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I write an OpenGL based vector graphics renderer for my application. It needs to render to a framebuffer object rather to the screen directly. Since I write the application in Qt, I use a QGLFramebufferObject which is a wrapper class for a OpenGL framebuffer object.

I created a minimal example which shows a wrong result I also get when rendering more complex stuff (for example using a fragment shader which sets colors with a non-one alpha value). I just render a red circle and a half-transparent green one on a black cleared screen, and then the same on the FBO:

void MainWidget::initializeGL()
{
    glEnable(GL_BLEND);
    glBlendFunc(GL_SRC_ALPHA, GL_ONE_MINUS_SRC_ALPHA);
    glClearColor(0, 0, 0, 0);
}

void MainWidget::resizeGL(int w, int h)
{
    glViewport(0, 0, w, h);
}

void MainWidget::paintGL()
{
    // DRAW ON THE SCREEN
    {
        glClear(GL_COLOR_BUFFER_BIT);
        glPointSize(100);
        glEnable(GL_POINT_SMOOTH);
        glBegin(GL_POINTS);
        glColor4f(1, 0, 0, 1);
        glVertex2f(-.2, 0);
        glColor4f(0, 1, 0, .5);
        glVertex2f( .2, 0);
        glEnd();
    }

    QGLFramebufferObject fbo(width(), height());
    fbo.bind();

    // DRAW ON THE FBO USING THE SAME CODE AND THE SAME CONTEXT
    {
        glClear(GL_COLOR_BUFFER_BIT);
        glPointSize(100);
        glEnable(GL_POINT_SMOOTH);
        glBegin(GL_POINTS);
        glColor4f(1, 0, 0, 1);
        glVertex2f(-.2, 0);
        glColor4f(0, 1, 0, .5);
        glVertex2f( .2, 0);
        glEnd();
    }

    fbo.release();
    fbo.toImage().save("debug.png");
}

The result looks like this on the screen (scaled 400%):

enter image description here

The rendering to the QGLFramebufferObject looks like this (also scaled 400%):

enter image description here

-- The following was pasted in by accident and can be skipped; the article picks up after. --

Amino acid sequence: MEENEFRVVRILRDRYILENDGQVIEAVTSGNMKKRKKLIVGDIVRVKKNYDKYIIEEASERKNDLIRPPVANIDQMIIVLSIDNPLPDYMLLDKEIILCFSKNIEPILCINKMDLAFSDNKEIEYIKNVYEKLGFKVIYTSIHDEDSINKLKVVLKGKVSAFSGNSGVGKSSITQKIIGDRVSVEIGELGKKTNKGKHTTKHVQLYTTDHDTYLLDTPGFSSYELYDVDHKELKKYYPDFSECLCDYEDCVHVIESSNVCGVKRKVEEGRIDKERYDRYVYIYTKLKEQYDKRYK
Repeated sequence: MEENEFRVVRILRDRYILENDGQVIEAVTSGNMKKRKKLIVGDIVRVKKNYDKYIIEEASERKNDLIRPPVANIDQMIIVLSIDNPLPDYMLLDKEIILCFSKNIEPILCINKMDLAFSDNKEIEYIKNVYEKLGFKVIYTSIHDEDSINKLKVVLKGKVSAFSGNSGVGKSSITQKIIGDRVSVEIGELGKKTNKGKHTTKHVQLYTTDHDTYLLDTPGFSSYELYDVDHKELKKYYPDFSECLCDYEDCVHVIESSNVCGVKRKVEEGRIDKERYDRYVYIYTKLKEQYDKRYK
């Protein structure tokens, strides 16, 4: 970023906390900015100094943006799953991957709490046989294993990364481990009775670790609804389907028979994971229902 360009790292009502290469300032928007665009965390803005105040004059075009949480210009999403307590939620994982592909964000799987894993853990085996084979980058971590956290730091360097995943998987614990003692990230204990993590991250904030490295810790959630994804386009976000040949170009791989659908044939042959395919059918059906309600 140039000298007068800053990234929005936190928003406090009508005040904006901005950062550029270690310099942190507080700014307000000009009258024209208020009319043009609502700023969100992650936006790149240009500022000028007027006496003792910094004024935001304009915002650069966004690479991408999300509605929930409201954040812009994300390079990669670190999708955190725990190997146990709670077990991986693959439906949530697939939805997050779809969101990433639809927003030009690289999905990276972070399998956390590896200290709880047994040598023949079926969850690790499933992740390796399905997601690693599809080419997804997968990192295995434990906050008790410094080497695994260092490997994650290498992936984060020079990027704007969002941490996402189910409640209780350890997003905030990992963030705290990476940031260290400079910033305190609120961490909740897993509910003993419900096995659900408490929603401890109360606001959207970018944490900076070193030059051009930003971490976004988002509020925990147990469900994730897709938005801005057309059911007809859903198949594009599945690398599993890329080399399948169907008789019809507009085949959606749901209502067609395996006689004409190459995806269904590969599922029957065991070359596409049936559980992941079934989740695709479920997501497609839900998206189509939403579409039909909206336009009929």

Note that this image is not fully opaque, so here it is the same image with a checkerboard added behind it:

enter image description here

Even the area in which the two circles overlap isn't fully opaque. And the anti-aliasing looks pretty ugly.

How does this happen? And how can I fix this?

I already tried:

  • Different blend functions.
  • Explicitly disabling the depth buffer, stencil buffer and sampling on the QGLFramebufferObject. I'm not sure if the QGLFramebufferObject default format adds something I don't want.
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@Nicol Bolas, I rolled back your edit, because it's not about point smoothing. I get the same results when rendering triangles, even without smoothing. I tried a lot of different minimal examples. Drawing smooth points is just the smallest one. –  leemes Sep 6 '12 at 19:36
    
Sorry, I forgot the glClearColor statement. It's fully transparent. Adding it to the code doesn't change anything. –  leemes Sep 6 '12 at 19:45

1 Answer 1

Try the following:

QGLFramebufferObjectFormat fmt;
fmt.setSamples(1); // or 4 or disable this line
fmt.setInternalTextureFormat(GL_RGBA8);
QGLFramebufferObject fbo(width(), height(), fmt);

This forces a specific pixel format and also disables rendering to a texture by using multisampling (otherwise QT always renders to a texture). That might produce different results. You can also experiment with the format.

Also, what is your hardware? My maximal point size is only 64 pixels (GTX 260), you are trying to render 100 pixel points. That might be an issue. Are any OpenGL errors generated? Does the same happen on small points?

You might also try hinting (if it's possible in QT):

glHint(GL_POINT_SMOOTH_HINT, GL_NICEST);

But i wouldn't expect this to change anything.

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